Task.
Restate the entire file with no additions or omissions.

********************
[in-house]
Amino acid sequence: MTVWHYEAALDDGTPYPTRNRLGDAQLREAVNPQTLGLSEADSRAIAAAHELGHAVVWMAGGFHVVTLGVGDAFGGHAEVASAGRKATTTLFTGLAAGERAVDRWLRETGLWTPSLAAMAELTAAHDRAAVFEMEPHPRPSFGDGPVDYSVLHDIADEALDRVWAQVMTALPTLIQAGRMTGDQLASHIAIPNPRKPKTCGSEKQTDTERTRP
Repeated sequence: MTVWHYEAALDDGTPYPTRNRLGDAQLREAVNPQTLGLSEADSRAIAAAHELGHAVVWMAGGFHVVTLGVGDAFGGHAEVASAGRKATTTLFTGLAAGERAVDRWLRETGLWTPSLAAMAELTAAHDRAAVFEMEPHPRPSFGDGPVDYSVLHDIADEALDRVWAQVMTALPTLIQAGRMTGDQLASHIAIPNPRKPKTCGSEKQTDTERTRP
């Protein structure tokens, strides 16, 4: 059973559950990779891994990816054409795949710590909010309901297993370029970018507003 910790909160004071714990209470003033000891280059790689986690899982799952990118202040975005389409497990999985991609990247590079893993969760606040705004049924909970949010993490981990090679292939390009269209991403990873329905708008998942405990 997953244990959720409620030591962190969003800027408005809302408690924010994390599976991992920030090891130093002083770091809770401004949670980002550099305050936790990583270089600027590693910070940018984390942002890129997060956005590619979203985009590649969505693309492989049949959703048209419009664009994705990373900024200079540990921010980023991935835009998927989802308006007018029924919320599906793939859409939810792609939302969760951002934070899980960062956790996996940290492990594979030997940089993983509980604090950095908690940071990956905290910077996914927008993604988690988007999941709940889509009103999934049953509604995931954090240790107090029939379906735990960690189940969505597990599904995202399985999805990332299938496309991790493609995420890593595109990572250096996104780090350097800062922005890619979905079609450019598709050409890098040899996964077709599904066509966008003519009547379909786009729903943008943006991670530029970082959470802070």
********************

[in-house]
Amino acid sequence: MTVWHYEAALDDGTPYPTRNRLGDAQLREAVNPQTLGLSEADSRAIAAAHELGHAVVWMAGGFHVVTLGVGDAFGGHAEVASAGRKATTTLFTGLAAGERAVDRWLRETGLWTPSLAAMAELTAAHDRAAVFEMEPHPRPSFGDGPVDYSVLHDIADEALDRVWAQVMTALPTLIQAGRMTGDQLASHIAIPNPRKPKTCGSEKQTDTERTRP
Repeated sequence: MTVWHYEAALDDGTPYPTRNRLGDAQLREAVNPQTLGLSEADSRAIAAAHELGHAVVWMAGGFHVVTLGVGDAFGGHAEVASAGRKATTTLFTGLAAGERAVDRWLRETGLWTPSLAAMAELTAAHDRAAVFEMEPHPRPSFGDGPVDYSVLHDIADEALDRVWAQVMTALPTLIQAGRMTGDQLASHIAIPNPRKPKTCGSEKQTDTERTRP
């Protein structure tokens, strides 16, 4: 059973559950990779891994990816054409795949710590909010309901297993370029970018507003 910790909160004071714990209470003033000891280059790689986690899982799952990118202040975005389409497990999985991609990247590079893993969760606040705004049924909970949010993490981990090679292939390009269209991403990873329905708008998942405990 997953244990959720409620030591962190969003800027408005809302408690924010994390599976991992920030090891130093002083770091809770401004949670980002550099305050936790990583270089600027590693910070940018984390942002890129997060956005590619979203985009590649969505693309492989049949959703048209419009664009994705990373900024200079540990921010980023991935835009998927989802308006007018029924919320599906793939859409939810792609939302969760951002934070899980960062956790996996940290492990594979030997940089993983509980604090950095908690940071990956905290910077996914927008993604988690988007999941709940889509009103999934049953509604995931954090240790107090029939379906735990960690189940969505597990599904995202399985999805990332299938496309991790493609995420890593595109990572250096996104780090350097800062922005890619979905079609450019598709050409890098040899996964077709599904066509966008003519009547379909786009729903943008943006991670530029970082959470802070």